Nevertheless, WLTP has not yet grown to be such a big issue that it is the first driver of manufacturers’ decisions, Nothard said. Part of each brand’s retail strategy has been and will be based around “strictly market share decisions, and some of it will be [driven by] stock issues”.

WLTP may have acted as a bottleneck for big manufacturers, favouring smaller rivals. But for the incumbent companies, it is only one piece of the market strategy in each country. “Activity in contract hire and leasing, some of the activity on registrations … are the big [drivers] of the big manufacturers, rather than WLTP,” Nothard said. “A lot of the activity will be partially down to market share commitments and strategy, rather than anything else.”

That is not to say consumers will not feel the impact of the new emission testing standards. But that will be through a ripple effect throughout the supply chain: “Consumers don’t really care, because consumers at the end of the day just want a car. What’s happening here is that the cars are becoming not available. There is a lot of holdback at the testing stations, which is causing problems as well.”

"What’s happening here is that the cars are becoming not available. There is a lot of holdback at the testing stations."

The used market may be prima facie shielded from any effect, as cars that are already on the road do not need to undergo any testing. But it is only a matter of time before the issues the new vehicle supply trickle down to the second-hand segment – a setback for what has otherwise proved a very resilient market in terms of market growth and retail values.

“Our [Cox’s] wholesale data says that supply is going to be tight for the rest of the year,” said Nothard. “At the same time, what you have is this growth of used cars supermarkets, and consolidation of franchised dealers. They’re all focusing on used cars at the same time that product [availability] is going to be slim.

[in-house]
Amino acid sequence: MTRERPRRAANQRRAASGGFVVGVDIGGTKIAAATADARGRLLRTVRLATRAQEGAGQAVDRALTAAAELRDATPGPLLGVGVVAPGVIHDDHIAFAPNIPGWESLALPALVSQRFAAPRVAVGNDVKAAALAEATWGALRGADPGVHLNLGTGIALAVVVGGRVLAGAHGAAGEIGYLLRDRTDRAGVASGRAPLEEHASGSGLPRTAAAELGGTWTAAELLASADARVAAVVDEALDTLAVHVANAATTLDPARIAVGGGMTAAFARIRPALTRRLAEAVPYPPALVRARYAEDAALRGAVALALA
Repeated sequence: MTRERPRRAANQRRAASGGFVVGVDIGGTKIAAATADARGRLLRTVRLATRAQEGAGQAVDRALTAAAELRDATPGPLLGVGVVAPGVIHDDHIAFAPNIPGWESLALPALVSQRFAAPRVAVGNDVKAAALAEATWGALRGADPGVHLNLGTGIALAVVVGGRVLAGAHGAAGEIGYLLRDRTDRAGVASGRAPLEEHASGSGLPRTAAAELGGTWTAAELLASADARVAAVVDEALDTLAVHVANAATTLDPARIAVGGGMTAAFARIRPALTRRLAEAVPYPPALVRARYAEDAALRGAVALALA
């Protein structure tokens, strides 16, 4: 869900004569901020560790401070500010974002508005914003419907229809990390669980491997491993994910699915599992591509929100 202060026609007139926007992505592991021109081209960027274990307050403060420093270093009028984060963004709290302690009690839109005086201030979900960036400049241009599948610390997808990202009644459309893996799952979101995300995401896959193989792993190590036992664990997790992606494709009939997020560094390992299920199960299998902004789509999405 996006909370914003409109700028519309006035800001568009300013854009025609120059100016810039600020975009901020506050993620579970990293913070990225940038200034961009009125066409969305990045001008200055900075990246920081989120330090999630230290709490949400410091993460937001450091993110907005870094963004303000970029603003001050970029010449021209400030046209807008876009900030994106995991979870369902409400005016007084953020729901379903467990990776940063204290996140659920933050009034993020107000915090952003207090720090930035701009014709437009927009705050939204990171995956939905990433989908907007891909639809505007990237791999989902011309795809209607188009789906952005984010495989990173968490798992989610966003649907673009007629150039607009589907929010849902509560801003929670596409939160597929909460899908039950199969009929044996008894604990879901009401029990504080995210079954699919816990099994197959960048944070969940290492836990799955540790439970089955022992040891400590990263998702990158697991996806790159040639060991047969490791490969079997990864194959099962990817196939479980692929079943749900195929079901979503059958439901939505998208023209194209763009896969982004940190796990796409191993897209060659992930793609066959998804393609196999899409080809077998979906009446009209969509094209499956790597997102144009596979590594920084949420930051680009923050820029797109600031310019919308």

“If you think about the consumer market around PCP – which is a very good source of used cars for the retailers – if the cars are not available or have got late delivery … the dealer can try and look after the customer, [but] it does not create the part-exchanges that the dealers would have normally seen at the start of September in previous years.” With part-exchange options in shortage, he says, dealers will end up having to tap in the wholesale market, further adding pressure to an already tight supply.

"Everyone is focusing on used cars at the same time that product availability is going to be slim."

WLTP will cause problems for some – that much is clear. But it will hardly be big enough to bring about a radical repositioning of the motor retail industry. Absolute numbers matter only to a certain extent – the big decisions will continue to be made based on market position, with WLTP an inconvenience at most. “That’s what the shareholders are looking at, that’s everything,” said Nothard. “A growth or decline in September doesn’t really matter. It’s about market share.”